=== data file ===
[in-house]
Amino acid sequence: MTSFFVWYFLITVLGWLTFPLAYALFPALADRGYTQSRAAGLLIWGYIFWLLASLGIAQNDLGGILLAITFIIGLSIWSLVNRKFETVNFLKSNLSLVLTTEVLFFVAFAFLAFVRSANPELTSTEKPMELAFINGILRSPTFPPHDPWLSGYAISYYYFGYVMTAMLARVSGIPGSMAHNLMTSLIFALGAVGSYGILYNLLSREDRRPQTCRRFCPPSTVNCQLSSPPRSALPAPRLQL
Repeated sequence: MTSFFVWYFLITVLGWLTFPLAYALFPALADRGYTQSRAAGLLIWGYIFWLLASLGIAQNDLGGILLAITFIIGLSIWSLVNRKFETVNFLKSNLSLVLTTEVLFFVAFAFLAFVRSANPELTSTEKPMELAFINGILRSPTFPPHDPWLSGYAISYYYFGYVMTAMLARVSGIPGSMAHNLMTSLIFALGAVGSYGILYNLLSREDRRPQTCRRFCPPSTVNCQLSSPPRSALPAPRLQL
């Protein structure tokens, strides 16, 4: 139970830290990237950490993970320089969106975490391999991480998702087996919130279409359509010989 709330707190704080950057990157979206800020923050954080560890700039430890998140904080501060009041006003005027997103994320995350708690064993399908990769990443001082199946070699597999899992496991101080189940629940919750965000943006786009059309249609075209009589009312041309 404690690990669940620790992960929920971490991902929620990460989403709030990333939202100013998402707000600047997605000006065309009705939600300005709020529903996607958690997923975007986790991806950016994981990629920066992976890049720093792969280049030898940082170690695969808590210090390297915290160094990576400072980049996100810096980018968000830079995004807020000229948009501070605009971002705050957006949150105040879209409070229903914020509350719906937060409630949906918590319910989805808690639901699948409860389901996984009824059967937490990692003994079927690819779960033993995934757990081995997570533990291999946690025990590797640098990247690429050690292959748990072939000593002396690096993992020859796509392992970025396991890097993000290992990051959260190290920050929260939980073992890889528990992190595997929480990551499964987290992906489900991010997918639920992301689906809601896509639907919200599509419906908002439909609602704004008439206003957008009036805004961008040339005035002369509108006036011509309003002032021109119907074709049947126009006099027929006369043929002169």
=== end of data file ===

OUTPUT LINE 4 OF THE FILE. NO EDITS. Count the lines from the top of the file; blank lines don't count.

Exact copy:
């Protein structure tokens, strides 16, 4: 139970830290990237950490993970320089969106975490391999991480998702087996919130279409359509010989 709330707190704080950057990157979206800020923050954080560890700039430890998140904080501060009041006003005027997103994320995350708690064993399908990769990443001082199946070699597999899992496991101080189940629940919750965000943006786009059309249609075209009589009312041309 404690690990669940620790992960929920971490991902929620990460989403709030990333939202100013998402707000600047997605000006065309009705939600300005709020529903996607958690997923975007986790991806950016994981990629920066992976890049720093792969280049030898940082170690695969808590210090390297915290160094990576400072980049996100810096980018968000830079995004807020000229948009501070605009971002705050957006949150105040879209409070229903914020509350719906937060409630949906918590319910989805808690639901699948409860389901996984009824059967937490990692003994079927690819779960033993995934757990081995997570533990291999946690025990590797640098990247690429050690292959748990072939000593002396690096993992020859796509392992970025396991890097993000290992990051959260190290920050929260939980073992890889528990992190595997929480990551499964987290992906489900991010997918639920992301689906809601896509639907919200599509419906908002439909609602704004008439206003957008009036805004961008040339005035002369509108006036011509309003002032021109119907074709049947126009006099027929006369043929002169």